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The Atlanta Bike

Spring 2017 Group Project

Objective: To design a bicycle for commuting to demonstrate a system approach to design, an underlying rationale that is reinforced in each project component, mechanical interaction between units, and model name and brand language used to identify the bicycle system.

Our goal was to strengthen the Atlanta community, unifying the neighborhoods of Atlanta through cycling and giving the user a greater sense of belonging.

Team: Zoe Mims, Kira de Bruyn, Allie Haydon

The Atlanta Bike

The Atlanta Bike

The Atlanta Bike aims to unite the community and encourage Atlanta to become a more bike-friendly city.

Community Clips

Community Clips

Our final design puts an emphasis on community. The middle bar on the frame of the Atlanta Bike contained community clips. This interactive design allows users to collect and trade community clips to put on display.

Community Interaction

Community Interaction

The community clips provide support for local businesses and events while facilitating conversation between users. As users collect new clips and trade older clips, their Atlanta Bike will evolve and represent their unique experience of the city's culture while encouraging community interaction.

Features

Features

The Atlanta Bike contains features that increase safety and comfort for the user. The bike in clouds comfortable handlebars, inner-seat storage with a charger, an internally geared hub, non-slip pedals, internally wired disc brakes, and a belt drive for durability.

The Process

Research

Our research included observing and talking with commuters, visiting local bike shops, and riding bikes ourselves. Through this research, we discovered that Atlanta is not currently a very bike-friendly city. However, the city has been working to improve this through the growing project, the Beltine, which is a path that connects the neighborhoods of Atlanta. Through our research, we decided that we wanted to focus on creating a bike that would unite the city and make biking more appealing to the residents of Atlanta. The Beltline is working to connect the city, so why can't your own bike do the same?

The Problem: Many people do not commute via bike because they do not feel safe while riding through unfamiliar areas of Atlanta.

Research

Further Research

We conducted further research in order to better inform our design and our brand. We explored the architecture and the character of the different neighborhoods throughout the city of Atlanta. By better understanding these different areas, we could discover the best way to unify them through our bicycle design.

Insight: If the biking community were a more integral part of the greater Atlanta community, bikers would feel safer and be more encouraged to ride.

Further Research

Personas

We developed personas that represented our main user group of young professionals.

Personas

Atlanta Design Language

Based on our research throughout Atlanta, we came up with photos and words that represented the design language of Atlanta.

Atlanta Design Language

Brand Language

We created a mood board to represent the brand language that would influence our design. This was inspired by the design language of the different neighborhoods of Atlanta.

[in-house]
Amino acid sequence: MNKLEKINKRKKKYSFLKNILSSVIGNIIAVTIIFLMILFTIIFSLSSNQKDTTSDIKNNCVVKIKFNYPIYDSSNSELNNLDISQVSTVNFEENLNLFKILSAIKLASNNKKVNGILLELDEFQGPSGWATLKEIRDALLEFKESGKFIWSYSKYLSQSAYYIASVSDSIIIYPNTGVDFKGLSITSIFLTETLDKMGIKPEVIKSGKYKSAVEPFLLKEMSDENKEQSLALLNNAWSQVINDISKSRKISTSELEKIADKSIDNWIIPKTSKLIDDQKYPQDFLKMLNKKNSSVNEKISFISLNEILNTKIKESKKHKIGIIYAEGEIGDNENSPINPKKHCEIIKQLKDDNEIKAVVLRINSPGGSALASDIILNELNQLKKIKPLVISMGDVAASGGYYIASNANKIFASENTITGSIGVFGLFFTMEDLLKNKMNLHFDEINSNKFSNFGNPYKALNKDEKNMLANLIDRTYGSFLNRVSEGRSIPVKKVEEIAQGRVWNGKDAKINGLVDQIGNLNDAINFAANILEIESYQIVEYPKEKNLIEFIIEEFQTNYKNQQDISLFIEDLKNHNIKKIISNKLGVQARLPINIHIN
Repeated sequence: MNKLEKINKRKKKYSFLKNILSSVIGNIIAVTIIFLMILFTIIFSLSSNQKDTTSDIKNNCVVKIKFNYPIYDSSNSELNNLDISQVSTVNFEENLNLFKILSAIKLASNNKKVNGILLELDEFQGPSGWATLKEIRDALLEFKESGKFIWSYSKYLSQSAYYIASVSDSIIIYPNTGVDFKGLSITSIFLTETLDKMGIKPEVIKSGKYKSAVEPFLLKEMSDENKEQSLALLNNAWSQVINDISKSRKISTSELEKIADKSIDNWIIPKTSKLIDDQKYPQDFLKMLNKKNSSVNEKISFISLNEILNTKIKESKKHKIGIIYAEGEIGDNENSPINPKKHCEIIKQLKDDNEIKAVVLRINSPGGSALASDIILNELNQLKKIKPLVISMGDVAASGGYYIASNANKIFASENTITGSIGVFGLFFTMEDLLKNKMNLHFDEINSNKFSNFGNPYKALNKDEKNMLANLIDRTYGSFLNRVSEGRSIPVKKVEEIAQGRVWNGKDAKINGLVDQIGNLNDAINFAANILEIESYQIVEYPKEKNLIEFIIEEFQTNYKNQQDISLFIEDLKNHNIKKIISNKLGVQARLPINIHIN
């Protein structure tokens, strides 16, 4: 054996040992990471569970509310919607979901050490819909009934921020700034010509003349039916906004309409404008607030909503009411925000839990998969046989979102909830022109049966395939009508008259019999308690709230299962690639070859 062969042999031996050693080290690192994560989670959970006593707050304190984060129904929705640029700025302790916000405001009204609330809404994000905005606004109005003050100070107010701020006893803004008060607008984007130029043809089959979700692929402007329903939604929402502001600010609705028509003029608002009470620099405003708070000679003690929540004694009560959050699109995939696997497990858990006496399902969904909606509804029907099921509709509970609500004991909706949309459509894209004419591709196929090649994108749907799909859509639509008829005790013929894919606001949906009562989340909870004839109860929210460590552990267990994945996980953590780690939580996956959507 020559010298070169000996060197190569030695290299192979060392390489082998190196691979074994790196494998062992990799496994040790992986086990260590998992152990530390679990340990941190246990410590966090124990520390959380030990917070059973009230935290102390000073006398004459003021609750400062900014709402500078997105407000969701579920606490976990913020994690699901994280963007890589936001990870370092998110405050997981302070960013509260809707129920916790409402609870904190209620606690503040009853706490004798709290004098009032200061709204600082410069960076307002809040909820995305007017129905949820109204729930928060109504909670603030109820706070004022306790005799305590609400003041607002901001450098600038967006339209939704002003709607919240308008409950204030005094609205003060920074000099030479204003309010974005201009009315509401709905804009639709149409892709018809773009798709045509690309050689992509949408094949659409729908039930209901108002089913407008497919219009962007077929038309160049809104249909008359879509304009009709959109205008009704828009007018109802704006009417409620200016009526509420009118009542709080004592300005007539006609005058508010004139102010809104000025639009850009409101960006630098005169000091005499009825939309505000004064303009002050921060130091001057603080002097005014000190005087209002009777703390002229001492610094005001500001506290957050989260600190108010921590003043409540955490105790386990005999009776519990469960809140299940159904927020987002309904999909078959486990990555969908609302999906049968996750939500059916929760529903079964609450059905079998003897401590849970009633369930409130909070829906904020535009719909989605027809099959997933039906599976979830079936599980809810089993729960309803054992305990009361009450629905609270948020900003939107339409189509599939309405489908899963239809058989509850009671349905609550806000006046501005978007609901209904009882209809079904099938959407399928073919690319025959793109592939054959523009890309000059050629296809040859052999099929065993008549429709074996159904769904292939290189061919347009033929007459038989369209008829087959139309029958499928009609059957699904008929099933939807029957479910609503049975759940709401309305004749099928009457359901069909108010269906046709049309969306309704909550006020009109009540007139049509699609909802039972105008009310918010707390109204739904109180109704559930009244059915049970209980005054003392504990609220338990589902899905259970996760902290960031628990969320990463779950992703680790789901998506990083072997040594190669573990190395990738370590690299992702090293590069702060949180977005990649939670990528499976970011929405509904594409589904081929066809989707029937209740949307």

Brand Language

Initial Ideation

Our initial ideation explored a wide range of ideas and concepts with different features.

Initial Ideation

Initial Concepts

We developed three initial concepts that explored different elements that we wanted to focus on in our design.

Initial Concepts

Further Ideation

After reviewing the initial concepts, we did further ideation to explore more specific features of our bike. The challenge was creating an original bike frame that would would have the function of connecting commuters in Atlanta.

Further Ideation

Full Scale Prototyping

The construction of these full scale prototypes was the turning point in our design. We took a step back from our previous sketches and the design that we constructed out of pink foam and asked ourselves if our bike was actually fulfilling our criteria and enhancing the community. From here we narrowed our focus and began moving in the right direction.

Prototypes

Refined Concept

As we looked back on our concepts that involved light showing which part of the community each rider comes from, we realized that these design ideas did not encourage physical interactions between riders or the community itself. We redirected our concept toward the idea of the Community Clip to as a more tangible way of connecting the community through the bike frame itself.

Refined Concept

Color Ideation

In order to capture the design language of Atlanta and with our brand language, we explored different color combinations for the frame of our bike. In our final design, we decided to go with more neutral colors to emphasize the colors of the community clips and let that be the focal point of the bike.

Color Ideation

Materials

Our final concept consists of materials that are lightweight, easy to manufacture, and use modern innovative technologies.

Materials

The Final Design

The Atlanta Bike aims to unite the community and encourage Atlanta to become a more bike friendly city in order to create a better environment for commuters.

Final

Full Scale Final Model

We created a full scale final model of the Atlanta Bike using various materials and processes.

Bike Model

The Atlanta Bike App

The Atlanta Bike app is supplementary to the bike itself. The app helps riders stay connected digitally and helps enhance community even further. The app has features that help the user find events and businesses in the area, unlock achievements by trading clips, scan clips using individual QR codes, track personal progress and activity, and view upcoming events in each area of the city.

App
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